The program launched in 2022 and was led by a teaching panel of industry experts with complementary skills and insurance board experiences. Modules include how various insurance functions and issues can be best understood from the board perspective, recurring areas of insurance oversight challenges and lessons learned regarding board successes and failures in dealing with major issues. Participants have included both life and property/casualty insurance directors from companies ranging from giant multinationals to regional mutuals and were enthusiastic in their reviews of the two-day program.
The participants were all chosen for a board position by their companies because of their notable success in a wide range of career fields but felt strongly that the insurance-specific curriculum made them better able to do their job as board members of an insurer. They benefited not only from exchanging ideas with the faculty panel but with each other, as well.
We heard from the attendees about the value they felt they gained and subsequently heard from their sponsoring companies that the program was a good investment for them, too: The program accelerated the timeline of getting board members up to speed and fully able to understand the critical issues facing the company.
What Attendees Say
“The faculty were able to provide real life scenarios that demonstrated the responsibilities of governance as a board member versus responsibilities as executives in insurance companies. The faculty did a good job pointing out the unique financial considerations that board members should monitor. It was also very helpful to interact with the other attendees, all of whom had different experiences and were most willing to share,” said Dorie Culp, member of the board for Utica National Insurance Group.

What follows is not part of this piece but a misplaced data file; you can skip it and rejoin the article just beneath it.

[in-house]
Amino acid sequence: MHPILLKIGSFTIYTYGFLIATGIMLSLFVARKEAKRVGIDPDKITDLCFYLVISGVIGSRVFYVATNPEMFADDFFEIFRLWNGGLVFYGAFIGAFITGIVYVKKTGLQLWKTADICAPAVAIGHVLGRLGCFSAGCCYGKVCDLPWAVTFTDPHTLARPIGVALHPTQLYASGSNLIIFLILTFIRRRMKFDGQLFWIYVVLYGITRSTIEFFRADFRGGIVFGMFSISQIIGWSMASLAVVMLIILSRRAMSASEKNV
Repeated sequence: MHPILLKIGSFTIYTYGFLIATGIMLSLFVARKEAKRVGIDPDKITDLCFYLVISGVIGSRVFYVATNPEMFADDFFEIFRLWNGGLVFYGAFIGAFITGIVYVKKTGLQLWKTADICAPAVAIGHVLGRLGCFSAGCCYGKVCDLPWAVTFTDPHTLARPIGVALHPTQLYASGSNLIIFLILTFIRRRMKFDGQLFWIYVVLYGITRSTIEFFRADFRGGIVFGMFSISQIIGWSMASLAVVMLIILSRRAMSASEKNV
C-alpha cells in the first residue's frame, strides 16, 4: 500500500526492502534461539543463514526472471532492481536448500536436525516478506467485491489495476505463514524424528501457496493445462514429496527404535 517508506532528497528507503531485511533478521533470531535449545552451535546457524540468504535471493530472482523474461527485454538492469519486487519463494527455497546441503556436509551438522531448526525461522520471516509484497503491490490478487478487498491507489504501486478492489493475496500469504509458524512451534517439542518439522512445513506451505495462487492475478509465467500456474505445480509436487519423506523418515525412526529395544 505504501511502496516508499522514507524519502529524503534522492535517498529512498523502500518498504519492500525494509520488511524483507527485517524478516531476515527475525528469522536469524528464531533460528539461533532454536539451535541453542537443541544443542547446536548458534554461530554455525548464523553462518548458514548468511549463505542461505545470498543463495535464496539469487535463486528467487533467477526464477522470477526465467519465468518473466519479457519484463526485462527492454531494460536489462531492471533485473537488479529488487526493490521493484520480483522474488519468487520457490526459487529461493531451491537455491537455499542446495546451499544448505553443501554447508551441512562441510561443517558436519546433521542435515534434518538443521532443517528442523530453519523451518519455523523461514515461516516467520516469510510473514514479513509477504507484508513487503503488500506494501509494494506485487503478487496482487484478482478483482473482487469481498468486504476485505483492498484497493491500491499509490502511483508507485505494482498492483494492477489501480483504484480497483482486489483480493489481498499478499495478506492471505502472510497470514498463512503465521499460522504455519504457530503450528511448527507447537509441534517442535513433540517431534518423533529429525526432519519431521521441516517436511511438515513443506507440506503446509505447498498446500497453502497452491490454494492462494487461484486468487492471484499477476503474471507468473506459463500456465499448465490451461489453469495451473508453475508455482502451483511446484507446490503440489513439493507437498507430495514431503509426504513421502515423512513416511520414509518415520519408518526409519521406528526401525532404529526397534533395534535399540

Perry Hines, independent member of the board of Horace Mann Educators, said, “The program was highly interactive, and it was great to interact with industry legends facilitating the program. It was an impactful two days that really solidified an understanding of insurance and governance.”
Gisselle Acevedo, psychotherapist, educator and member of the board of governors for Farmers Insurance recommends the program for insurance board members with all levels of industry experience. She said, "I was so impressed by the training that I ensured other board members also attended. In addition, the material that was covered was relevant and has continued to help me. There were in-depth dives that, in all the training I have had throughout my many years, I had not received before. It is essential for any insurance board member to attend, no matter how seasoned they are."
Explore the Experience
Please contact Jason Terrell at firstname.lastname@example.org at the IIS to reserve a spot for yourself or to nominate an existing or prospective director of your company, for the next IIS Board Education program. You and your company will both benefit.